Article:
Saturday, February 17, 2018

2/14 Piccacho Peak

As you drive on I-10 between Phoenix and Tucson, you will see a mountain on the west side of the highway with a unique shape, less than a mile off the freeway.  This is Picacho Peak, and there is a state park campground at its base.  The peak was formed by a volcanic flow that never reached the surface, but is now eroded away by time.

This mountain has a long history with travelers as a landmark for travelers because of its unique shape and the fact that it can be seen for miles.  In fact, even pre-historic travelers knew this peak and one of their major trails went past it.  In fact, the park even boasts a Civil War battlefield.  In looking online for more history, I found an excellent student paper on this place.  http://skywalker.cochise.edu/wellerr/students/picacho/project.htm 

I only stayed here for two nights, and it was cloudy during the day, so I did not take many photos, but this is one of my favorite way-points along I-10 and a highly rated campground.  







 

Wednesday, February 14, 2018

2/10 Brief Tour of Heard Museum

In between watching hoop dancers, I went inside the museum and wandered around.  I have been here before, so did not spend a lot of time at each exhibit.  They have two gift shops and a very nice restaurant/cafe. 


This was a jewelry special exhibit.



And just some random photos of the museum.






The museum owns thousands of katsinas.  Surprisingly, many were donated by the late Barry Goldwater. This explains what katsinas are and how they were used.  Sorry for poor photo quality, but I was not allowed to use a flash. 












 

2/10 Hoop Dancing Competition at the Heard Museum

I came here two years ago and saw the adults, so this time I decided to see the kids on Saturday.  
 I barely made it here in time to see the entrance parade.  The adults led, with kids from oldest to youngest following.  Click HERE to play the video.


After the entrance parade, they had a ceremony in the center. 


There were about half a dozen tiny tots.  Some were not sure what they were supposed to do.  All had smaller hoops to dance with. Click HERE to see a short video of the youngest kids. 


This girl was in the 6-12 age group and was pretty good.   This age group had medium-sized hoops.  The object is to constantly dance while making patterns of the hoops and putting them around your body, stepping through them, and sometimes putting them over your head.  Rules say dancers must keep time with the drumming no matter what.



This started the over 12 group.  They had bigger hoops and more of them.  This kid was pretty good.  Click HERE to view the video of part of his performance.


And one of the two teams of drummer/singers.  Click HERE to see a video of the drummers with a girl dancing in the distance. 


It  was a beautiful day with temps in the lower 70s and not too sunny. 


This is the courtyard entrance to the museum.  Once you paid to get into the hoop dancing, you did not have to pay a museum fee.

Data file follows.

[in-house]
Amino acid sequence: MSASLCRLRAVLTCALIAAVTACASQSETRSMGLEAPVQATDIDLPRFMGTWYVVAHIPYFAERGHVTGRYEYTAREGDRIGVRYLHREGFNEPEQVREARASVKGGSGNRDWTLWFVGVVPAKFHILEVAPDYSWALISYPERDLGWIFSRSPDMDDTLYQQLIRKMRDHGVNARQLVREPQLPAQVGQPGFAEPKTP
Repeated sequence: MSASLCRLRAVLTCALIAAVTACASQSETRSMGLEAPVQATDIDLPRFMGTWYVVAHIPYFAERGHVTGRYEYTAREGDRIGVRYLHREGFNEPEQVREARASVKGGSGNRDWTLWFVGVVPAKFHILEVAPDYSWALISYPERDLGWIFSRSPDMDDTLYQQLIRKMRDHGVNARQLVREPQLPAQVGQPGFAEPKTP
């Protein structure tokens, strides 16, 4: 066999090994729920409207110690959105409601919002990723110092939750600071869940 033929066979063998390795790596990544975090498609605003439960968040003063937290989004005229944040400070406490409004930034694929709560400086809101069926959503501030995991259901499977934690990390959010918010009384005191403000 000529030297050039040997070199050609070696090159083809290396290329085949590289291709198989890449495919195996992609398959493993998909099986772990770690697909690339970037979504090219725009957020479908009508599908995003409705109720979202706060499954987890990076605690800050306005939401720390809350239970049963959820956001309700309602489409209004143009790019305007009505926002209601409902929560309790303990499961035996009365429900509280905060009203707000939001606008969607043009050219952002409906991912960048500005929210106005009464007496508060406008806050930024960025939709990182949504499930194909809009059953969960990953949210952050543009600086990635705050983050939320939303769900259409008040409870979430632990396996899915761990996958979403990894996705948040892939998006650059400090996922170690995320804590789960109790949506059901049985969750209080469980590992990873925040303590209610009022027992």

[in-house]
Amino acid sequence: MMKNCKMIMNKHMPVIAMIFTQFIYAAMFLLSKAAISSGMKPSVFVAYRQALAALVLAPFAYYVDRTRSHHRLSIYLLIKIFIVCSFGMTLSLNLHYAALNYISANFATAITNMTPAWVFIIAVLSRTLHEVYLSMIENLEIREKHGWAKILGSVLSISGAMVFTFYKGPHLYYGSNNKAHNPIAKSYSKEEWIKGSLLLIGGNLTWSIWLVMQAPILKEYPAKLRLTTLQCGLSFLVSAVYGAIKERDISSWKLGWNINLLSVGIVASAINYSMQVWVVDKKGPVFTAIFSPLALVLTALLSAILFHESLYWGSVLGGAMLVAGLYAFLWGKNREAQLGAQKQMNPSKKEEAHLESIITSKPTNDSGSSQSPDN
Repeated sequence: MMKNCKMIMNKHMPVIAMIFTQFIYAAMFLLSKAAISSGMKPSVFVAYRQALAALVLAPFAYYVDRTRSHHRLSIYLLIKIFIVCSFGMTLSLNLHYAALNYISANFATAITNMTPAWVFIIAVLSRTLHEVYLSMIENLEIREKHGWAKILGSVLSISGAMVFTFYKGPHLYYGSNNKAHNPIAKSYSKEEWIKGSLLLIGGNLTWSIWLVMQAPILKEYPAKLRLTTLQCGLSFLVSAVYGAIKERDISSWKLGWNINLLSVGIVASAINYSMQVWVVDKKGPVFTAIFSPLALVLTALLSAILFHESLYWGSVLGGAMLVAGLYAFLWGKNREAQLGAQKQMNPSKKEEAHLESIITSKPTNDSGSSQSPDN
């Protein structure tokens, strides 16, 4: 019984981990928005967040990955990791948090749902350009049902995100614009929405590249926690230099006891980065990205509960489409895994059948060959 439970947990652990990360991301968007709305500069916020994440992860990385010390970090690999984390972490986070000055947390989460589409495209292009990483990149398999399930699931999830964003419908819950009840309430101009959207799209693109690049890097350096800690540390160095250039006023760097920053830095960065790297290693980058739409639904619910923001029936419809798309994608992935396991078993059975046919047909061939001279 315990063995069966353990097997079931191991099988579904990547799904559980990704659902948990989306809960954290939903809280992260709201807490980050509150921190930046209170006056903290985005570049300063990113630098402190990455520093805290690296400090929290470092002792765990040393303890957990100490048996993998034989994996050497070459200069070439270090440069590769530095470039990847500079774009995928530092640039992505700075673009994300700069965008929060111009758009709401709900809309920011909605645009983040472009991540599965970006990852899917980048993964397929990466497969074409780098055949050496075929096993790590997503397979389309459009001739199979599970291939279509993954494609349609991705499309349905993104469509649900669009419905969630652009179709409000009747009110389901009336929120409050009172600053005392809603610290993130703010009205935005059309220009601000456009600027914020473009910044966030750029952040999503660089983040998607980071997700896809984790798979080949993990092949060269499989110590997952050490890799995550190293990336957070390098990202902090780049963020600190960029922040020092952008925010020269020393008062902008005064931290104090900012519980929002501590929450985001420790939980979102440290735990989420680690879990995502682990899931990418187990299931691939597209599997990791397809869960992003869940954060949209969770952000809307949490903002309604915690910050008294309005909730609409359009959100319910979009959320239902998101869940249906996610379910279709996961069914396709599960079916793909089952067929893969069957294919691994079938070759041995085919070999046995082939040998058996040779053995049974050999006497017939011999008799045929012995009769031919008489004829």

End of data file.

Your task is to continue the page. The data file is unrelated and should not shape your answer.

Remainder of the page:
OK, now I have to show you my new chair.  Here it is in its small carrying case. I got it because it is small and weighs less than two pounds.

Out of the bag. 

Luckily the pieces all have stretchy cords between them, so all you have to do is straighten them and slide them into place.  Looks like a giant jigsaw puzzle at this point, however. 

 Ta- Da!  Finished.  It is a little smaller than full-sized, but it is supposed to hold up to 250 pounds.   Very handy, although the legs did sink into the grass a bit.




Tuesday, February 13, 2018

2/8 Desert Hike at Usery Mountain Park

I took advantage of a short ranger walk today.  The path was a mile long, but very flat, so doable for me.  Unfortunately, the ranger had done a lot of hiking so walked faster than I and a few others could handle, especially since we kept stopping to take photos.  

Who says the desert is empty?  This one looks pretty full.  




This is what happens to a barrell cactus when it looses it top bud--it splits in two and produces an attached twin



It has been extraordinarily dry in this part of Arizona, so I was really surprised to see this rock covered with green lichen.  

Here is a closeup.  Will have to try to find out the name of this lichen. 

And this is a packrat's burrow.  Notice that he or she has carefully brought in and arranged a fence of cholla buds to protect his home from snakes and other predators.  Pack rats are a serious problem for campers in the desert because they like to get under vehicle hoods and chew wiring.  I have not had any problems, but many people put strings of lights underneath their vehicles to dissuade them.

Best friends. 



I found out that this is a buckhorn cactus.  I posted one a few days ago and called it a staghorn, but that is not correct. 

As the sun gets low just before it sets, it lights up Slash Mountain in oranges and yellows. I took this photo from my campsite.

Sun has set behind my rig. 


As you can see, the campsites in this place are really spread out, so you end up feeling as if you have a whole chunk of desert to yourself.  There is no one across the street from me and the next camper is quite a ways away.


I'm headed to Tucson, but will be back here for another ten days in March.